Primary Chain Tensioner

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There are several options for the primary chain tensioner, from the original spec to various levels of replacement.

This is an attempt to lay out all the options in one place so that you can tell what you have, what the weaknesses are, what you might wish to change to, and how to do so.

Regardless of which is selected (except the DS tensioner, which has an integrated chain oiler), be sure to consider a chain oil spray as described in Primary Chain Oil Spray.

Also, fit an Air Conditioner Cutout, and if possible a 'Trinary' switch.

Tension side

Chain limiters, original version on the left and Renold/Brodie version on the right
  • Original Chain Limiter
    • * Flat guide
    • Strongly recommended to be replaced with the Renold later design version as shown.
  • Citroen factory approved recommendation - REMOVES STANDING WAVES FROM CHAIN
    • * Curved Fixed Limiter
    • Available from [Brodie Engineering] or OOTFAB Marketplace:OOTFAB
    • Not essential to re-time cams when fitting this. Valve timing only advanced approximately 1.6 degrees.
Manufacturer drawings of modifications


Original Tensioner

Original tensioners, first version with curved arm on the left and revised version with straight arm on the right
  • Small curved pivoted shoe held against the chain by a scissor type ratcheting tensioner
  • Two fitment types of tensioner and moving shoe. Renold modification suggests a third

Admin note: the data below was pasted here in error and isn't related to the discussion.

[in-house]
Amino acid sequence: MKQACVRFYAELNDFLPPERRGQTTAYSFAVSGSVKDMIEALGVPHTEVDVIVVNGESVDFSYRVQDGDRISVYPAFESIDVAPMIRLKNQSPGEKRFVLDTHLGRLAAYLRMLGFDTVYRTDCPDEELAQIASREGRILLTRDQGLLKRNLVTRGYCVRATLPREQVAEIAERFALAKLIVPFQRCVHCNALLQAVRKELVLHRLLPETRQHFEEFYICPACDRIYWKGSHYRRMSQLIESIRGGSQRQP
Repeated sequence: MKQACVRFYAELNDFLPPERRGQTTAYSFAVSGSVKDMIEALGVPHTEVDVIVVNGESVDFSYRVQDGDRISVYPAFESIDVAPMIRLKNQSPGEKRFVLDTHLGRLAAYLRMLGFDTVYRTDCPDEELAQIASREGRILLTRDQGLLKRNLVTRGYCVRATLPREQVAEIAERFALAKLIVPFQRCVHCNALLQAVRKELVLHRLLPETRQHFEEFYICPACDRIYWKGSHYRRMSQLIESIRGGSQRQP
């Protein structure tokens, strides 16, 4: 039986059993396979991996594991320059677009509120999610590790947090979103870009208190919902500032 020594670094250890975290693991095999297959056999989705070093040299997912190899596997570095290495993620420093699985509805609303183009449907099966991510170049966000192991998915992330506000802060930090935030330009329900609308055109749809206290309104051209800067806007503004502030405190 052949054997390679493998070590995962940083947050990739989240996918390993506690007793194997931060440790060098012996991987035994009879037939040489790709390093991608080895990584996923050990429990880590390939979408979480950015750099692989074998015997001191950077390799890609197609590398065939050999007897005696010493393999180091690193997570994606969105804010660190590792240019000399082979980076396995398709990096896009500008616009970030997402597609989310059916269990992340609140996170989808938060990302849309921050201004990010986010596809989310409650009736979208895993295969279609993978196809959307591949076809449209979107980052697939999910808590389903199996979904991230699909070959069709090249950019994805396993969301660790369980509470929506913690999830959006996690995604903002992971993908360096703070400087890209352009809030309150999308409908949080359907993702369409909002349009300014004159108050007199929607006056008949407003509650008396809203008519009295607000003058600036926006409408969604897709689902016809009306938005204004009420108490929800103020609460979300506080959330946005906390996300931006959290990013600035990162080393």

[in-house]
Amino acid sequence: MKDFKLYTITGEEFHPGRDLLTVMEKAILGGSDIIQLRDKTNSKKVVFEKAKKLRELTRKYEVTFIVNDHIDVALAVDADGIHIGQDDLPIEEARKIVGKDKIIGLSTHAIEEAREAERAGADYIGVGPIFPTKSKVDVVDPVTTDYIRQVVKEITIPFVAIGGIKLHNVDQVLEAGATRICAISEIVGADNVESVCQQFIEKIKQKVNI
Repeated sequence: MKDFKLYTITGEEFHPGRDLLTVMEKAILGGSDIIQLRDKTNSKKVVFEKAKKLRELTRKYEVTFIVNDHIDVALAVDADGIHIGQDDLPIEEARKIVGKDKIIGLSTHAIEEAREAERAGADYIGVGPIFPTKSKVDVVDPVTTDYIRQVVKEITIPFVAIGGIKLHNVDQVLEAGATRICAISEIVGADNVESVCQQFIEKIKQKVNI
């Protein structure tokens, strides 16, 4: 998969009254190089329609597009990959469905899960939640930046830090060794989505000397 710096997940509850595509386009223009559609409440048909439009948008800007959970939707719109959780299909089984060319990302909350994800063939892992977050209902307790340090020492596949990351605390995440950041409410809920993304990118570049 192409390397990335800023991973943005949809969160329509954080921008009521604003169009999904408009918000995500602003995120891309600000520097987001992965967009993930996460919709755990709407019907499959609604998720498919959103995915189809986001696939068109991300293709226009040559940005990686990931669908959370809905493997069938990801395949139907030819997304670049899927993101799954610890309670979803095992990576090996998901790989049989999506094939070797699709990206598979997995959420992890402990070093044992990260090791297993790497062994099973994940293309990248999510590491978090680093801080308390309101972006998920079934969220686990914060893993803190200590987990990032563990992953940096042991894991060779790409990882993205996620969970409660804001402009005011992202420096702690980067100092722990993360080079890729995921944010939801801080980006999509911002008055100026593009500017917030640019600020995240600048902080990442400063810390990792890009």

• Pros/Strengths
    • (Obviously) no modifications necessary to install or replace
    • Once Curved Fixed Limiter is installed, this is sufficient to allow any combination of OE parts to be used on the tensioner side if they will fit, as stresses are so much lower.
  • Cons/Weaknesses
    • Rubbing surface is Nitrile, this does eventually go hard and may break up. Correct automotive chain is much gentler on this surface, so will extend life. There are on exchange refinished items where the lining is Nylatron, which will likely last a very long time.
    • Tensioner can be replaced with the tensioner from a 1972 Mazda B1600 (e.g. ITM Engine Components P/N 60013; Cloyes 95017 or equivalent - requiring only a slight modification involving trimming the end of the plastic shaft of the 1/4 turn release mechanism)


Merak Tensioner

  • The Merak Tensioner uses a timing chain tensioner lifted from e.g. the Maserati 4.9 Liter V8 (Bora, Ghibli, Mexico). This is a conventional spring-loaded tensioner with ratchet and oil hole at the end of the shoe, similar to the Brampton-type tensioners used on the Citroen DS. (Incidentally, in the Maserati V8 it is not a hydraulic tensioner. The metering orifice at the body inlet is 0.5mm while the hole at the end of the shoe is 1.0mm (4 times the area) therefore there is only an infinitesimal amount of oil pressure in the piston. The purpose of having oil in the tensioner is often misunderstood. It is not for hydraulic pressure but simply so that the shoe dribbles oil on the chain.)
  • In the Merak application, instead of the tensioner shoe pressing directly on the chain as in the Maserati V8 engine, the tensioner shoe presses on one end of a lever arm, which carries at the other end a sprocket wheel that rides on the chain. Because the tensioner shoe presses against the lever arm instead of directly on the chain, the oiling hole in the shoe does not lubricate the chain.
Merak Tensioner with Pressure Relief - Photo Peter Van Kouteren